Really? A Supreme Court Justice Compared Broccoli And Health Care?

When the Supreme Court strikes down the individual mandate and possibly the entire Affordable Care Act with a 5-4 decision, you can be sure Republicans will be mum on the topic of judicial activism. See, judicial activism only works in one direction.

The American people already believe congress is corrupt and if they didn’t believe the same is true of the Supreme Court that could change this June. That is the month the high court will make its final ruling on the constitutionality of the individual mandate and possibly the entire health care law.

I have no proof that the conservative justices will render their verdict on ideological lines, but it’s alarming to me that Justice Antonin Scalia compared purchasing health care insurance with purchasing broccoli. That seems to me a leap of logic based on a pre-existing narrative. I’m not sure such a comparison would be made if coming from a pure, non-biased perspective. And that of course is the problem. Supreme Court justices are human beings. They cannot completely remove their biases from the process.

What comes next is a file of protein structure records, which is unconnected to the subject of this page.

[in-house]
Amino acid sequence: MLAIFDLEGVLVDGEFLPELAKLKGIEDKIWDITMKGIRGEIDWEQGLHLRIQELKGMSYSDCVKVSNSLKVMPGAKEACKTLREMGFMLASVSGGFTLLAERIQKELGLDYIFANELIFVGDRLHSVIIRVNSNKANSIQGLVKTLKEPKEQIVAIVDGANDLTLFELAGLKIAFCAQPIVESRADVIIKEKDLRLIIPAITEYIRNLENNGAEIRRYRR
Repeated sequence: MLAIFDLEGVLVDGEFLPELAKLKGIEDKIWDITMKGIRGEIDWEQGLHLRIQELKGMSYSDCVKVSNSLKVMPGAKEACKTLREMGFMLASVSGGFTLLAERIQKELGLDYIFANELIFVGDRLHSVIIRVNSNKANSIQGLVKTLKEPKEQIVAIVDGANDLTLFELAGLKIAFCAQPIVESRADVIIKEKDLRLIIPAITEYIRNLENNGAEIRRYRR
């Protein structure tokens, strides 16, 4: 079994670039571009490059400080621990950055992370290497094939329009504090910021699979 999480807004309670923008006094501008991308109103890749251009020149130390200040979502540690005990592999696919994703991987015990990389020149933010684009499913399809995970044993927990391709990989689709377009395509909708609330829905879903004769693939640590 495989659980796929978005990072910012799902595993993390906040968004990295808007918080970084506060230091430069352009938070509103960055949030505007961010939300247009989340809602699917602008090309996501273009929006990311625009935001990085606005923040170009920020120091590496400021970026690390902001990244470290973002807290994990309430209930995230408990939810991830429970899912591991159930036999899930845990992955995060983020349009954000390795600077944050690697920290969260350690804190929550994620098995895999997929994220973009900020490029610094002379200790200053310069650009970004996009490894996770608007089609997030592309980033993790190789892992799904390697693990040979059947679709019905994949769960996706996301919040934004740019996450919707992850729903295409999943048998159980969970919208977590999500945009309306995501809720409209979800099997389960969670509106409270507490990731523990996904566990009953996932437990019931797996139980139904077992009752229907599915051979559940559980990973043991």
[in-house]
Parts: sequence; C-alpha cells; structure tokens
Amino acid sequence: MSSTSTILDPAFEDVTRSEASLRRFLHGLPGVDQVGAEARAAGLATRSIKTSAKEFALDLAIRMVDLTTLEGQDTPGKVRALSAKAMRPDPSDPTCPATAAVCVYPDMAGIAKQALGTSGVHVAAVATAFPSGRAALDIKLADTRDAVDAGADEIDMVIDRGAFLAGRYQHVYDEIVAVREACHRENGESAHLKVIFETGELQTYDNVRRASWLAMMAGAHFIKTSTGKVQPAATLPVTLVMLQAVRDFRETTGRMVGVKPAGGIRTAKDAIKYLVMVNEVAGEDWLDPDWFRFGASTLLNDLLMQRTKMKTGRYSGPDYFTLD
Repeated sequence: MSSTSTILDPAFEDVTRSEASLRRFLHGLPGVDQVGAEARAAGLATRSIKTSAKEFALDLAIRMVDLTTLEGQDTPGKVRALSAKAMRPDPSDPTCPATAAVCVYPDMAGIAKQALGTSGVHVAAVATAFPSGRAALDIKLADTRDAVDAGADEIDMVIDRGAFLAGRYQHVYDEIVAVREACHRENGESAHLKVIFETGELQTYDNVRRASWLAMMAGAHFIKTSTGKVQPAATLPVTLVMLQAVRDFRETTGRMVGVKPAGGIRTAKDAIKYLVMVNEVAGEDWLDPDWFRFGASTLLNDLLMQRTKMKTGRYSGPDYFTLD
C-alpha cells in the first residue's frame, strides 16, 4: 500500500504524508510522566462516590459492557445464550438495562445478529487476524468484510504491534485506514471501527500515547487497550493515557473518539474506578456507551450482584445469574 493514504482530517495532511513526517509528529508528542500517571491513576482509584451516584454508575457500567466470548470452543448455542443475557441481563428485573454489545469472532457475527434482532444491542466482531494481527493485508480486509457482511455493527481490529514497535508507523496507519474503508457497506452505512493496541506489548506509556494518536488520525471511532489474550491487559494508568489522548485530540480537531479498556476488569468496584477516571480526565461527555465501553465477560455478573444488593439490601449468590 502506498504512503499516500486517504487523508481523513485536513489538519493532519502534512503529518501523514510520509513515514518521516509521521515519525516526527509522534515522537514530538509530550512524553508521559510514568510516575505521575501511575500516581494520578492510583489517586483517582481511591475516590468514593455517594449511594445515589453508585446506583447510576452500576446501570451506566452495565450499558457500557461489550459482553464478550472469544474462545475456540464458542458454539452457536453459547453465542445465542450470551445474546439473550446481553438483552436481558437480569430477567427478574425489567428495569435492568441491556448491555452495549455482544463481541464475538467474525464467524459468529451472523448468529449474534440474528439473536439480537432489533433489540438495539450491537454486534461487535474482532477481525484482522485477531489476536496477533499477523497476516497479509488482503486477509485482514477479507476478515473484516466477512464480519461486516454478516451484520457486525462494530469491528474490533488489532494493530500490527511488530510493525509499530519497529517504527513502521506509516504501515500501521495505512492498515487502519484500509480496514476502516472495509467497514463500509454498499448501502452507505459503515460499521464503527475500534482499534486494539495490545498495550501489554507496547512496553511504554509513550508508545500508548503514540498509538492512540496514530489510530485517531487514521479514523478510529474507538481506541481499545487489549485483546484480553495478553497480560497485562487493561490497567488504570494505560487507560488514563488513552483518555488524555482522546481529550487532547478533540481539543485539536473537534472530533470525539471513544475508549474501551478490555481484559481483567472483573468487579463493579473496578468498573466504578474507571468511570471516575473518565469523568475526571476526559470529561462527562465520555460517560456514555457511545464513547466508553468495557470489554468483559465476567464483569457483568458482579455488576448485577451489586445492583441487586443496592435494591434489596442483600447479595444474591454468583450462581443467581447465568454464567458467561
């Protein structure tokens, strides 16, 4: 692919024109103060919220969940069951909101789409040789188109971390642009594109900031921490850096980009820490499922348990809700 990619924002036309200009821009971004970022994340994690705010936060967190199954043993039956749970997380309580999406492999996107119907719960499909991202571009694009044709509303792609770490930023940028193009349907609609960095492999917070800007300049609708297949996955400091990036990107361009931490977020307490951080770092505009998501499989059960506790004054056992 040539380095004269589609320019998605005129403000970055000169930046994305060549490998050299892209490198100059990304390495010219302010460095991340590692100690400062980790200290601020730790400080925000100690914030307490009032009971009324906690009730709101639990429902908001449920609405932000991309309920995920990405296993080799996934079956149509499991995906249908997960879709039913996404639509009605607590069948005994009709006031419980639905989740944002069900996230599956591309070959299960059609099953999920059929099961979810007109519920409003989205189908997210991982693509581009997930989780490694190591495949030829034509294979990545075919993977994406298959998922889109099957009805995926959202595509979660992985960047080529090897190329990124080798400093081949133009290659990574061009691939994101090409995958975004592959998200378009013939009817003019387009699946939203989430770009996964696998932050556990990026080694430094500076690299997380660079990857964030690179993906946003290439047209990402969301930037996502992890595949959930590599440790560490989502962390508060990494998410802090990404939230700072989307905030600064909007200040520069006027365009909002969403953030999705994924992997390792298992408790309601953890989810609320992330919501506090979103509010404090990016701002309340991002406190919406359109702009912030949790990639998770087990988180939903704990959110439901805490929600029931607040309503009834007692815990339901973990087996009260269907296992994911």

If Scalia could remove his bias from the equation he would see that broccoli and health care are not comparable. First, one is insurance and the other is a consumable product. You don’t consume health care insurance. You don’t even consume health care services. Right there the comparison is invalid. Second, there is never a point in life when you need to buy broccoli but health care services will be required by everyone at some point. Stating it that way really makes it sound stupid to compare the two, doesn’t it? This was the comparison offered by one of the most powerful people in the country.

Heading into this week’s oral arguments over the Affordable Care Act, many pundits speculated the court would make it’s decision based on careful analysis of the arguments and legal precedent, but you can’t remove bias from the equation. It is ever-present. And since the high court has not avoided high-profile and derisive 5-4 decisions in recent history (Bush v Gore / Citizens United), I don’t expect it to turn over a new leaf with this decision.

No, I don’t know for sure how this will turn out, but I know where I would place my bet.


photo by Topher Seguin

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